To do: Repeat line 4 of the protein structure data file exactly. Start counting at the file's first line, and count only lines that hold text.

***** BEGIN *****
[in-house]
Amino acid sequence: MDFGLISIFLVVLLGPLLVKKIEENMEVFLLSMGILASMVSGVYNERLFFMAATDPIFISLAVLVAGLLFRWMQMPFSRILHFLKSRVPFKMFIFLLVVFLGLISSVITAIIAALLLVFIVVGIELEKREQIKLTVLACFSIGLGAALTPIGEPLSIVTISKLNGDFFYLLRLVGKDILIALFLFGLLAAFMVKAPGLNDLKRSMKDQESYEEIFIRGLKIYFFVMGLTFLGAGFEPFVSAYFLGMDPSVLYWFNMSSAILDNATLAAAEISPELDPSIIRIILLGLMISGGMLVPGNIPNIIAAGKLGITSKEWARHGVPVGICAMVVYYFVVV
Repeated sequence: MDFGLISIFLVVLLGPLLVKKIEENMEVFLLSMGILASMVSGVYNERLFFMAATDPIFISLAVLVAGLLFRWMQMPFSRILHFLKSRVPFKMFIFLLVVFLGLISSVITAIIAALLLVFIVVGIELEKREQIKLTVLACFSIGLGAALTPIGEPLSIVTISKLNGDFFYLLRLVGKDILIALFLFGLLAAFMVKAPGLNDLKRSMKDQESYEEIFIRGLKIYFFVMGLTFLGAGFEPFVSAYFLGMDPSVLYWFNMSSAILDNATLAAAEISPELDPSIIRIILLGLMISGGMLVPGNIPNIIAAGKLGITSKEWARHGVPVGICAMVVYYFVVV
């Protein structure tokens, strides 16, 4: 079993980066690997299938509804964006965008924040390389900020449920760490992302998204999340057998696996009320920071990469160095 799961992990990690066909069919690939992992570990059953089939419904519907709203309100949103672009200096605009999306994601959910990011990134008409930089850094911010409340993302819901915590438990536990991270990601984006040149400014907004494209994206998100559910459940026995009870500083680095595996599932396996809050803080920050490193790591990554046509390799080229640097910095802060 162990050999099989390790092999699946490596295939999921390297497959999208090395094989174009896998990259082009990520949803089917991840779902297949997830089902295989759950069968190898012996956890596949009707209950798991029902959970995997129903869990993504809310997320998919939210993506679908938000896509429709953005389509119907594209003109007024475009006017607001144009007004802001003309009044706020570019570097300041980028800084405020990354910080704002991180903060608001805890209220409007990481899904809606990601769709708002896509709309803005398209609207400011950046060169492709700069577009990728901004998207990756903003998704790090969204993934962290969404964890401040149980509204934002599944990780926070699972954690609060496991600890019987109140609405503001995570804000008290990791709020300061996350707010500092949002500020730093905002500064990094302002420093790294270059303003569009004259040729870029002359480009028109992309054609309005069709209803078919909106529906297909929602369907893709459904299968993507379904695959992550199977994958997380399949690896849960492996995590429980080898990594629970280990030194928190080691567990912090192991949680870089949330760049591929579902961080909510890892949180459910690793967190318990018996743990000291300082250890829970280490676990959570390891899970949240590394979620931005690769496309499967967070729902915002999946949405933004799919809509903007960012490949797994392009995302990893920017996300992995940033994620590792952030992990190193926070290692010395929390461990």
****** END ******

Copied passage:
């Protein structure tokens, strides 16, 4: 079993980066690997299938509804964006965008924040390389900020449920760490992302998204999340057998696996009320920071990469160095 799961992990990690066909069919690939992992570990059953089939419904519907709203309100949103672009200096605009999306994601959910990011990134008409930089850094911010409340993302819901915590438990536990991270990601984006040149400014907004494209994206998100559910459940026995009870500083680095595996599932396996809050803080920050490193790591990554046509390799080229640097910095802060 162990050999099989390790092999699946490596295939999921390297497959999208090395094989174009896998990259082009990520949803089917991840779902297949997830089902295989759950069968190898012996956890596949009707209950798991029902959970995997129903869990993504809310997320998919939210993506679908938000896509429709953005389509119907594209003109007024475009006017607001144009007004802001003309009044706020570019570097300041980028800084405020990354910080704002991180903060608001805890209220409007990481899904809606990601769709708002896509709309803005398209609207400011950046060169492709700069577009990728901004998207990756903003998704790090969204993934962290969404964890401040149980509204934002599944990780926070699972954690609060496991600890019987109140609405503001995570804000008290990791709020300061996350707010500092949002500020730093905002500064990094302002420093790294270059303003569009004259040729870029002359480009028109992309054609309005069709209803078919909106529906297909929602369907893709459904299968993507379904695959992550199977994958997380399949690896849960492996995590429980080898990594629970280990030194928190080691567990912090192991949680870089949330760049591929579902961080909510890892949180459910690793967190318990018996743990000291300082250890829970280490676990959570390891899970949240590394979620931005690769496309499967967070729902915002999946949405933004799919809509903007960012490949797994392009995302990893920017996300992995940033994620590792952030992990190193926070290692010395929390461990």